Wayfair Tech Blog

An Inside Look at Retail’s New Reality

Fiona Tan speaks at the Milken Institute

On May 2nd, I had the pleasure to speak on a panel at the Global Conference put on by the Milken Institute. The topic was something that Wayfairians are intimately familiar with—“ Retail's New Reality: Technology, Innovation, and Consumer Behavior.”

For the session, I was joined by a group of incredible executives from some of the world’s most recognized brands. They included:

  • Marvin Ellison, Chairman, and CEO, Lowe's Companies, Inc.
  • Rodney McMullen, Chairman, and CEO, The Kroger Co.
  • Jamie Salter, Founder, Chairman, and CEO, Authentic Brands Group
  • Elizabeth Spaulding, CEO, Stitch Fix

Led by moderator and Bloomberg TV anchor Carol Massar, we spent an hour discussing the state of retail in the post-pandemic world. Specifically, how it has impacted everything from on-and offline shopping and consumer behavior to my favorite topic of all, technology and how it’s helping to create shopping experiences that keep customers coming back for more.

Physical vs. Online: What’s Next?

After watching online shopping figures soar over the pandemic, a natural place for Carol to begin was asking what’s next when it comes to on and offline shopping. What became immediately apparent is that even the traditional brick and mortar brands recognize the importance of their omnichannel presence. While online commerce remains strong and consumers flood back into stores, the key for retailers will be meeting customers wherever they are.

This gave me the perfect opening to touch on Wayfair’s plans to open three physical stores in 2022, with the first coming at the end of this month. These stores will augment the digital with physical retail locations where we can serve customers AND learn more about them in critical new ways.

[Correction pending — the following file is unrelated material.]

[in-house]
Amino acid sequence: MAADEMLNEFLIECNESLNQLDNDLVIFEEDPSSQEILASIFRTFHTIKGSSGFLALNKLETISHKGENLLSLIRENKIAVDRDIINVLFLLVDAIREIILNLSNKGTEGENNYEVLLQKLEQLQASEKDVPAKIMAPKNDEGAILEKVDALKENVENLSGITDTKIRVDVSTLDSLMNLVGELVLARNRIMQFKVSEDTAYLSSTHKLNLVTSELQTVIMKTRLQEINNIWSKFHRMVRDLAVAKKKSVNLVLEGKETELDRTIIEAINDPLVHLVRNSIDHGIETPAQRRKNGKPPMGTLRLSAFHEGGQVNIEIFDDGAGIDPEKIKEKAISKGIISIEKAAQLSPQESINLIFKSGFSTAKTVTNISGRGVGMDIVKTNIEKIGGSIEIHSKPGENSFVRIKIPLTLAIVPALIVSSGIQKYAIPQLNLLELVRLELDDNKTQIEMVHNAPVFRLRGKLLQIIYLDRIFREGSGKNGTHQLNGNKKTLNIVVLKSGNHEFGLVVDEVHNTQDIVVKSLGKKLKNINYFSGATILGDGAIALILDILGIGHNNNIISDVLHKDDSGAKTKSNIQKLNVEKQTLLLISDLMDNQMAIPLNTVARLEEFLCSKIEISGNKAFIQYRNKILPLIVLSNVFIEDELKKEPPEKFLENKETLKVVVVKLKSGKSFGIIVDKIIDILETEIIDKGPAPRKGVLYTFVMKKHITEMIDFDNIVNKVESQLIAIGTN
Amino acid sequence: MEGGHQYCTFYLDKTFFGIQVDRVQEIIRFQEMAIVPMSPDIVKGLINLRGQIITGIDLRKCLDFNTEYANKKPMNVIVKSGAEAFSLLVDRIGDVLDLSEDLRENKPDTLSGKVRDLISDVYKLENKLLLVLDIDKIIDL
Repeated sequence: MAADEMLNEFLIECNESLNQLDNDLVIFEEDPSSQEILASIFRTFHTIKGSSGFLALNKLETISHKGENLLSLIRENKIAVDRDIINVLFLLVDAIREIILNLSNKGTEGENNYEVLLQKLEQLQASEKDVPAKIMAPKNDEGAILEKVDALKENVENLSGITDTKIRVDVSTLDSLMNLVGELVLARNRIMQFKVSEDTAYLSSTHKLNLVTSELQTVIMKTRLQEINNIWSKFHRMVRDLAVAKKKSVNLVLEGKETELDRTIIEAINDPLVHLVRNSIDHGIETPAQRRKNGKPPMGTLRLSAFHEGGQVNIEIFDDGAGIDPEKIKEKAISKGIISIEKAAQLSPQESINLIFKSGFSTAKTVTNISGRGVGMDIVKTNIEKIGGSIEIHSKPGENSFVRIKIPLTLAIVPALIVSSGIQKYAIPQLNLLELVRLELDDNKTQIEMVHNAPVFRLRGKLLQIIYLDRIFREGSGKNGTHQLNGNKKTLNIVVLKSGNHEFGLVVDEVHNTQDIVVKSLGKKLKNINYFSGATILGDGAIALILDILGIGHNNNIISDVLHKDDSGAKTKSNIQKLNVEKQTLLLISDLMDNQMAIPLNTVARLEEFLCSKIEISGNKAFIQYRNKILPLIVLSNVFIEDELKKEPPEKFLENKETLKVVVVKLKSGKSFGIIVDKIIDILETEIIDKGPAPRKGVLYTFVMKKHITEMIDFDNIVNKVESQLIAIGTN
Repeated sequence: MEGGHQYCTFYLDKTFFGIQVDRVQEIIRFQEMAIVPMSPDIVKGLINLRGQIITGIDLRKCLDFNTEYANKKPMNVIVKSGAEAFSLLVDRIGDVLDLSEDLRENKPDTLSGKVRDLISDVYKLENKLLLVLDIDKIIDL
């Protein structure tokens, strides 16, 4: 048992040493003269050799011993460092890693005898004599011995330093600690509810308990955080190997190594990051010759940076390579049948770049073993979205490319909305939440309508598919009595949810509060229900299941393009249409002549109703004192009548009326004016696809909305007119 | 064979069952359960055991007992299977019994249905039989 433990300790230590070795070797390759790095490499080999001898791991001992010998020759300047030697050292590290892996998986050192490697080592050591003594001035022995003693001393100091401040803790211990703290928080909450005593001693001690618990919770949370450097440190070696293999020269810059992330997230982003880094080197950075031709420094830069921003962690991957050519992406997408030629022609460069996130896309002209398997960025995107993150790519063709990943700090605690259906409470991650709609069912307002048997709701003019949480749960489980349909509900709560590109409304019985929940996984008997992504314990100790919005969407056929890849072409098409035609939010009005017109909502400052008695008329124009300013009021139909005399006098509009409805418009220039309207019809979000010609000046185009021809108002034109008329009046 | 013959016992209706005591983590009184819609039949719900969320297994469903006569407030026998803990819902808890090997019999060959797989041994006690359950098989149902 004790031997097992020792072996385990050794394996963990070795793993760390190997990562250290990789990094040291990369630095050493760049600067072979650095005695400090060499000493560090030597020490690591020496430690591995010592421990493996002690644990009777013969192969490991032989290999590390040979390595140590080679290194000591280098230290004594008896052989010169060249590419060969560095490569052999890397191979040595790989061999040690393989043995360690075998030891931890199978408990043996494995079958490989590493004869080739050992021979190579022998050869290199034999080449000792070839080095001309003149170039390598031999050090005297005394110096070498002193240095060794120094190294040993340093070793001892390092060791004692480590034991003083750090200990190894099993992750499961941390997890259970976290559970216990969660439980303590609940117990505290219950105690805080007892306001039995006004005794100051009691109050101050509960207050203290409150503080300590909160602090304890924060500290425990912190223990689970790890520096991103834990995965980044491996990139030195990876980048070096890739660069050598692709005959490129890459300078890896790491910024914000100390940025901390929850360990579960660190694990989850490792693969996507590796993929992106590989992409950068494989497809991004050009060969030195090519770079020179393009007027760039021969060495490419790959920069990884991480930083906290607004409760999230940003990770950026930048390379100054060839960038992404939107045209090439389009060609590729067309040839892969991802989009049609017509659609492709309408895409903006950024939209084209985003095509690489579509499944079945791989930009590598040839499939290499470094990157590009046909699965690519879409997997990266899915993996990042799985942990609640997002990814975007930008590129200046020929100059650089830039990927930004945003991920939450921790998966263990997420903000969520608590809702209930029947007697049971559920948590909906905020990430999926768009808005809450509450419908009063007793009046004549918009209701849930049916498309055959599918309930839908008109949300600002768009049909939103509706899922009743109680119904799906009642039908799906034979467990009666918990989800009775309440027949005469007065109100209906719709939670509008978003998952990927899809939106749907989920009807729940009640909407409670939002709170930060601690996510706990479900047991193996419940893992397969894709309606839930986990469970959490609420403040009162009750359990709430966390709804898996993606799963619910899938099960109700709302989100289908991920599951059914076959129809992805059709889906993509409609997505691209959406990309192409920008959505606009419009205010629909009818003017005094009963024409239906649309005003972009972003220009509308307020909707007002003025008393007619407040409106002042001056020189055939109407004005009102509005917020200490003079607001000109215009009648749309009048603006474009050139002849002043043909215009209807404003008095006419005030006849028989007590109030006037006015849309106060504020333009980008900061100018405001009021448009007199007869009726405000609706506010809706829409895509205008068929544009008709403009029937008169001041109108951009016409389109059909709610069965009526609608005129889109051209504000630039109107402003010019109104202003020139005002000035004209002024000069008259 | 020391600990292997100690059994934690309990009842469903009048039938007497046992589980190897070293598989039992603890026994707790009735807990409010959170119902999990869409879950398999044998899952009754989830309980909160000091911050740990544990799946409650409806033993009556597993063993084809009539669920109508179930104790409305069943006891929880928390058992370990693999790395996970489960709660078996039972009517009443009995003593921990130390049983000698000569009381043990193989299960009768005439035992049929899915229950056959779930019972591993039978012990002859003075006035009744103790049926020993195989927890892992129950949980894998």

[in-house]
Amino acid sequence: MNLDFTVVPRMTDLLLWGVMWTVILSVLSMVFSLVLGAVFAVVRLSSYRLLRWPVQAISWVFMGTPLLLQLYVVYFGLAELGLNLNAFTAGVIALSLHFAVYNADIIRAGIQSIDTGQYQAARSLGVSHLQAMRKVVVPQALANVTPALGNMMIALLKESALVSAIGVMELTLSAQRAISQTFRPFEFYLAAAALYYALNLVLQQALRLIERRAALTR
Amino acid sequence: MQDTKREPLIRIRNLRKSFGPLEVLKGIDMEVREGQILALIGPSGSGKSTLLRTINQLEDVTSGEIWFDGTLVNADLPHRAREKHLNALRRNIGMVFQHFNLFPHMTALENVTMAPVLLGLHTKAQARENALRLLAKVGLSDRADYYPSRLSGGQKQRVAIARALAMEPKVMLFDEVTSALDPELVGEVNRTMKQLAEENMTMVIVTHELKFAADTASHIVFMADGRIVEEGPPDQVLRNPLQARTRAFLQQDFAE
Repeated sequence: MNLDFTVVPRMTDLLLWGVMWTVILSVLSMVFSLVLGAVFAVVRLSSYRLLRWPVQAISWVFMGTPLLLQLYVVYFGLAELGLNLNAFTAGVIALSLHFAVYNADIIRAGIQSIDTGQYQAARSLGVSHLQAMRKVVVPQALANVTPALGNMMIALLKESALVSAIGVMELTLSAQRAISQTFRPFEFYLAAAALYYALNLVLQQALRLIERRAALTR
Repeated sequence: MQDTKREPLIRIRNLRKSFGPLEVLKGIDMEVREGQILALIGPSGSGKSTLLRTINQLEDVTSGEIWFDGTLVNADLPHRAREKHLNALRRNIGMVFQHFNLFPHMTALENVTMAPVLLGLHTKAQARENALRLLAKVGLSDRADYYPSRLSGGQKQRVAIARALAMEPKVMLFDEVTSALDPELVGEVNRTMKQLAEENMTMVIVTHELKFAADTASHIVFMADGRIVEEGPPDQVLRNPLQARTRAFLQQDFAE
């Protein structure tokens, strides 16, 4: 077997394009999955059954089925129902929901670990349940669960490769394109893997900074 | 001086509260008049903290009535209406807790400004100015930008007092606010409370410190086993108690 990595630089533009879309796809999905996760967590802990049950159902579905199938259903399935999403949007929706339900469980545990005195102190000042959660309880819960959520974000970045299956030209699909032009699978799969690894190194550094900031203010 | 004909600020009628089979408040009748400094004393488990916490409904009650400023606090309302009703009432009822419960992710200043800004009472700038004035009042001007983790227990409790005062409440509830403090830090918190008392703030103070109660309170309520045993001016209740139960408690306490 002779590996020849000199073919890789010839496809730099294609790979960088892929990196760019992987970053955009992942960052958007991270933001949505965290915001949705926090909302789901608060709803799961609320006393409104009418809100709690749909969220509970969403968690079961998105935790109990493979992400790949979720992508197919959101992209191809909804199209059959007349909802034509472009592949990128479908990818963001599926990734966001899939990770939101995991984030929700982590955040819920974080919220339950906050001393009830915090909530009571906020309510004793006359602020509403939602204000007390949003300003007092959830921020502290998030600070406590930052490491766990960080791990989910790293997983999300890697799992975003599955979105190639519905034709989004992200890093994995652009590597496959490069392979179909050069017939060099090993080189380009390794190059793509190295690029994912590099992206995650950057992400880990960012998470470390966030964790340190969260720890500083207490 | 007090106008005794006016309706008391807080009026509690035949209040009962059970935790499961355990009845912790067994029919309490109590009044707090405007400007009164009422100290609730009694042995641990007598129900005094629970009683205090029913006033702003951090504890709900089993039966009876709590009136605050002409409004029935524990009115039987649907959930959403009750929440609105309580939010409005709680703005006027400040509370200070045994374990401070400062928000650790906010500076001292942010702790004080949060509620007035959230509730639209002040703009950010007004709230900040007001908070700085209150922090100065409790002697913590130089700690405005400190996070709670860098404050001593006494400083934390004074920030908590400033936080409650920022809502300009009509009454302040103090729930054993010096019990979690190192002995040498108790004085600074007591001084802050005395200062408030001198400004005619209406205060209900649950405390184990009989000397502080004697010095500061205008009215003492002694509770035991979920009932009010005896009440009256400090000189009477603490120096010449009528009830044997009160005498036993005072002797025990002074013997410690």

Marvin also touched on the theme of balance for Lowes, where customers frequently begin the buying process online, but when it comes to the purchase, the transaction ends in a store. This is especially true for higher-priced items like appliances. For Lowe’s customers, the store allows them to consult the salesperson and ask important follow-up questions to make their purchase with complete confidence. All through this experience, that balance is key.

Despite dipping into the Metaverse, the physical stores also remain vital for Authentic Brands Group. Jamie and his team recently launched the Forever 21 store into the Metaverse and, more specifically, the game Roadblocks, where shoppers are treated to a digital experience that feels like they’re in a real mall. While it’s very cool, Jamie quickly stressed that the physical mall locations will remain important because they give customers a place where they can walk and talk with their friends.

Retail & Technology

Throughout this on and offline balance discussion, the topic of innovation was a constant element. Take Stitch Fix, which pairs data science and cool features like Style Shuffle and Community Vision with its team of 4,000 online stylists. With these features and customer feedback, stylists get to know their customers and understand their style. Through this insight, they connect them with looks they have seen within their community and inspire them with new recommendations. For Stitch Fix, this human and tech-enabled process leaves customers wanting more and returning less—their return rates are less than half of the typical apparel retailer.